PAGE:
My good friend and retirement-specialist heavyweight, Tom Hegna, shared a story with some very powerful truths relevant to every financial advisor and their clients at or nearing retirement. The original story is from Dick Austin – he contributed to Tom’s book, “Retirement Income Masters: Secrets of the Pros.”
Some friends from the Northeast had always wanted to visit the desert, so they flew to Death Valley, rented a car and headed across the desert. The trip was wonderful! Everyone was having a great time, but suddenly, they noticed a road sign that read, “Next Gas Station 100 Miles” . . . and their gas gauge was rapidly approaching “E.” Their joy quickly turned to anguish, and they worried about what they should do.
Running out of money in retirement is just like running out of fuel. Everyone thinks it’s about the day you run out. But it’s really about the years prior to that unfortunate event. It can be said, “You know you’re going to run out, but you just don’t know when.” – Dick Austin
Just as the friends stared at the glaring red “E,” many people in retirement are staring at their own “gas gauge”—their brokerage or savings account balance—waiting for it to run out. Unfortunately, life for many brings about the loss of peace of mind in retirement and the inability to enjoy the “scenery” along the way.
What Happened to the Friends in the Desert?
As the friends reached the peak of dismay, someone recalled that this particular model had a reserve tank. The switch should be easily accessible in the glove compartment.
“No way,” one proclaimed.
Another said, “I heard about that, but thought that was only on the more expensive models.”
“It can’t be. If that were true, the rental agent would surely have mentioned it!”
“Let’s open up the glove compartment and see.”
To their amazement, there it was. Once they activated it, the gas gauge showed that the car could safely reach the next gas station. What a relief! The passengers took a deep breath, and their trip was once again enjoyable.
The Real Discovery
As the travelers continued to read about this reserve tank, they discovered that their last-minute activation of the reserve tank was the least efficient way to use it. The reserve system had been designed to enhance the efficiency of gas usage and employing it as a last resort was actually less efficient.
Here’s what they found out:
- The main gas tank alone could take the vehicle about 500 miles.
- Turning on the reserve gas tank AFTER the main tank was nearly empty added about 75 miles.
- If they had used the reserve tank FIRST and THEN switched to the main tank, the vehicle would have gone an extra 180 miles.
- If they had switched back and forth between the two tanks based on the varying conditions outside, they could have gotten an extra 300 miles.
Unbelievable, right? Counterintuitive and almost illogical, but the principles are real.
The Biggest Surprise Yet
The reverse mortgage is the equivalent of the reserve gas tank in the parable.
- It’s designed for a long journey.
- It’s accessible to about 87% of retirees.
- When properly used, it can make a huge difference in the outcomes of consumers.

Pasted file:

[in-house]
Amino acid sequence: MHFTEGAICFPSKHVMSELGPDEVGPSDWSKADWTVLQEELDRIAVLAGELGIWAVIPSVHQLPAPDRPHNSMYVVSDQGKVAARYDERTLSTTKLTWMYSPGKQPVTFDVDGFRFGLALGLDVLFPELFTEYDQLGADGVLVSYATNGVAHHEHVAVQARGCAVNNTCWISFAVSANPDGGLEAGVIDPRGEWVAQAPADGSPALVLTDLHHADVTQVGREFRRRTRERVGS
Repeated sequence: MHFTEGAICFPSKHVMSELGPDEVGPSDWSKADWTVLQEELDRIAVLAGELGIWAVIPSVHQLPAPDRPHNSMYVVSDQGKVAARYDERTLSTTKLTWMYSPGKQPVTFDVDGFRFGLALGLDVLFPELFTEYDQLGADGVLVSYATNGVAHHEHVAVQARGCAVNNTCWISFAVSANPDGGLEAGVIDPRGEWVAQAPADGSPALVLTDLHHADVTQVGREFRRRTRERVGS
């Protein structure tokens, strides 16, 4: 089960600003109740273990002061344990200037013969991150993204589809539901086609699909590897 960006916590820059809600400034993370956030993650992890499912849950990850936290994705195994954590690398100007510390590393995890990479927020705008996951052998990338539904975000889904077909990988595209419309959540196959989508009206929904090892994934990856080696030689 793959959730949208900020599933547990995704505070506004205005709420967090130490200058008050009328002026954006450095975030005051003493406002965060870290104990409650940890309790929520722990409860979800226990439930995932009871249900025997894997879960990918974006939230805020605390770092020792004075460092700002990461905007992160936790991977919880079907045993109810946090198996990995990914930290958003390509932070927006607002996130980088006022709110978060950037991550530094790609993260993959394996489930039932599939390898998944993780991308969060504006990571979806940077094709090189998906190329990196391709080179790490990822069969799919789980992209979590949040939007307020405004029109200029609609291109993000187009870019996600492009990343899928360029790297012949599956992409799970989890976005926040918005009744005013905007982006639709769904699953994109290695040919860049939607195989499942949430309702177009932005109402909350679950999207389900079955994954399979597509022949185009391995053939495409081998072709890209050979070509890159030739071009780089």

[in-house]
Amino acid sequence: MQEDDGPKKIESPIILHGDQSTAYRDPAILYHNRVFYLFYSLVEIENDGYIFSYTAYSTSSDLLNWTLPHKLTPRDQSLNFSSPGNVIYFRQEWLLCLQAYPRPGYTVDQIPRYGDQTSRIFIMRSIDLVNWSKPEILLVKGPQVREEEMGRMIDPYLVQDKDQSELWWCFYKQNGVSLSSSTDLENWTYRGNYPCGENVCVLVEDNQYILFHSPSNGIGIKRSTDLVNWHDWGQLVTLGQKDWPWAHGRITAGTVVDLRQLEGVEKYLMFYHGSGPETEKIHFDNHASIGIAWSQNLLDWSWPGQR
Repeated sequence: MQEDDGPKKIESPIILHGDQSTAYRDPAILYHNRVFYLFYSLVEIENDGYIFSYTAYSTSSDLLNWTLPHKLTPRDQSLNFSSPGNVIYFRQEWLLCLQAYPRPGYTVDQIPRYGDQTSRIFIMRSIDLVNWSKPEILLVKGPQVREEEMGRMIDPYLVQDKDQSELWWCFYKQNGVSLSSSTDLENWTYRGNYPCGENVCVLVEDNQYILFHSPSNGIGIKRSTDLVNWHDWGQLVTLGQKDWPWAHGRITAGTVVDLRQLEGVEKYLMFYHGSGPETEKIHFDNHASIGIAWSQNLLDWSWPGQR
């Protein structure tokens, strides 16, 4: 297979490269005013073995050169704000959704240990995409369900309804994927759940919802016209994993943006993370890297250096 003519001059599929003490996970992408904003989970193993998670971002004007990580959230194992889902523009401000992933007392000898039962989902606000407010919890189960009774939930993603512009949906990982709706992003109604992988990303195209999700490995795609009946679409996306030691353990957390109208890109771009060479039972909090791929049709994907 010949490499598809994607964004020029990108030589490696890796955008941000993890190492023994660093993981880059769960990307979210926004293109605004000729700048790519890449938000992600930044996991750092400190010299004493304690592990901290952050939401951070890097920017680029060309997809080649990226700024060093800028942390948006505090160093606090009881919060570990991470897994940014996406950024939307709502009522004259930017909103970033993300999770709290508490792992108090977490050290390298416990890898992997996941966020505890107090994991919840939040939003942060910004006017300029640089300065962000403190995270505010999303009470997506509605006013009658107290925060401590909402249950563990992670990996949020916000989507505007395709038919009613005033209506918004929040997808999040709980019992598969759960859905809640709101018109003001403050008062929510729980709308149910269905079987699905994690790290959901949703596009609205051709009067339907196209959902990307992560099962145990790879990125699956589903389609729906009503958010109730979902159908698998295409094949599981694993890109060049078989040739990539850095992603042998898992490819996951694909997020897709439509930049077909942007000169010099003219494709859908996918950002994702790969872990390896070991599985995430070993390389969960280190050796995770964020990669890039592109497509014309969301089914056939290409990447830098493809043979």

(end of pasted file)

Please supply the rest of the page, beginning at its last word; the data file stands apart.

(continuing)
For most of their history, reverse mortgages have been rather unpopular with financial planners–viewed as a resource of last resort. However, the reality is that the strategic and prudent use of reverse mortgage has exploded over the past decade. There are many reasons for this, one of them being the important academic research done on the topic.
No More Loan of Last Resort
Where did “last resort” language come from?
The earliest written source came from a FINRA investor alert that reported, “Reverse mortgages should only be used as a last resort.”
Is that true? The answer has always been “no,” but we didn’t have the metrics to prove it until Dr. Barry Sacks, PhD, MIT trained physicist, Harvard Law graduate and ERISA-focused law practitioner, and his brother, Dr. Stephen Sacks, took that presupposition to task. (Here is the link to the published work, “Reversing the Conventional Wisdom: Using Home Equity to Supplement Retirement Income.”)
The research was profound and the summary quite simple: Using a reverse mortgage as a last resort is the least effective way to use it. Dr. Sacks further stated that using the reverse mortgage as a first option gives retirees significantly better outcomes than expected.
The research was so compelling that Dr. Sacks was asked to share it with FINRA, and in October 2013, FINRA changed their position on reverse mortgages by eliminating the “last resort” language. That’s right, they’re no longer a product of last resort!
Like the parable, many advisors don’t know or won’t talk about the reserve gas tank, and those who do know about its existence usually don’t know how to use it effectively. They mistakenly propose that their clients wait until they run out of assets before establishing a reverse mortgage. Dr. Sacks’ (and others) research advises this is absolutely the worst way to use the program.
The travelers in the SUV were beside themselves that the rental agent (who knew of their long journey) had not told them about every safety option. Your clients, too, will show the same disappointment if you are not giving them every resource available for their long retirement journey.
Advisors cannot afford to be wrong about housing wealth! There is too much at stake, and it’s too easy to get it right.